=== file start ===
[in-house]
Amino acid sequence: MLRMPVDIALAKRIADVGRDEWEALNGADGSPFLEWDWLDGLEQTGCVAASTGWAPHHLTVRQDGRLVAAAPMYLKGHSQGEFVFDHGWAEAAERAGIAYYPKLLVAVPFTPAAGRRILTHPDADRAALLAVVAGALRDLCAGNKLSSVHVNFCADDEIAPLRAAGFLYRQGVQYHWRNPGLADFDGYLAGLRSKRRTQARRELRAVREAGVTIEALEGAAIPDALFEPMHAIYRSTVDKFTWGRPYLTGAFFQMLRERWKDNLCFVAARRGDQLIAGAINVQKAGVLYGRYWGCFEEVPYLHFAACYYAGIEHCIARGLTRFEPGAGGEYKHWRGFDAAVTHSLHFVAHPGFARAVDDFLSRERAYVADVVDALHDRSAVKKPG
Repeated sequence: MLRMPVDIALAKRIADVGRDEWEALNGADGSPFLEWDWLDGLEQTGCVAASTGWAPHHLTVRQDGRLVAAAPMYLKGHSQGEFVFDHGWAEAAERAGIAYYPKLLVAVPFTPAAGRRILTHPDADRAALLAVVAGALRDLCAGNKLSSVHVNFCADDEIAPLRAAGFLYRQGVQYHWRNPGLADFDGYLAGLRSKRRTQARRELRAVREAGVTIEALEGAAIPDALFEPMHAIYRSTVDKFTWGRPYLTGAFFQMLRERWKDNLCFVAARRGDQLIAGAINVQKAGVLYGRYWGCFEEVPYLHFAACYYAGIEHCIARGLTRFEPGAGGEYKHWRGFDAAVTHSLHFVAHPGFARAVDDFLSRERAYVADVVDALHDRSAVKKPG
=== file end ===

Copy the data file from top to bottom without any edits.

[in-house]
Amino acid sequence: MLRMPVDIALAKRIADVGRDEWEALNGADGSPFLEWDWLDGLEQTGCVAASTGWAPHHLTVRQDGRLVAAAPMYLKGHSQGEFVFDHGWAEAAERAGIAYYPKLLVAVPFTPAAGRRILTHPDADRAALLAVVAGALRDLCAGNKLSSVHVNFCADDEIAPLRAAGFLYRQGVQYHWRNPGLADFDGYLAGLRSKRRTQARRELRAVREAGVTIEALEGAAIPDALFEPMHAIYRSTVDKFTWGRPYLTGAFFQMLRERWKDNLCFVAARRGDQLIAGAINVQKAGVLYGRYWGCFEEVPYLHFAACYYAGIEHCIARGLTRFEPGAGGEYKHWRGFDAAVTHSLHFVAHPGFARAVDDFLSRERAYVADVVDALHDRSAVKKPG
Repeated sequence: MLRMPVDIALAKRIADVGRDEWEALNGADGSPFLEWDWLDGLEQTGCVAASTGWAPHHLTVRQDGRLVAAAPMYLKGHSQGEFVFDHGWAEAAERAGIAYYPKLLVAVPFTPAAGRRILTHPDADRAALLAVVAGALRDLCAGNKLSSVHVNFCADDEIAPLRAAGFLYRQGVQYHWRNPGLADFDGYLAGLRSKRRTQARRELRAVREAGVTIEALEGAAIPDALFEPMHAIYRSTVDKFTWGRPYLTGAFFQMLRERWKDNLCFVAARRGDQLIAGAINVQKAGVLYGRYWGCFEEVPYLHFAACYYAGIEHCIARGLTRFEPGAGGEYKHWRGFDAAVTHSLHFVAHPGFARAVDDFLSRERAYVADVVDALHDRSAVKKPG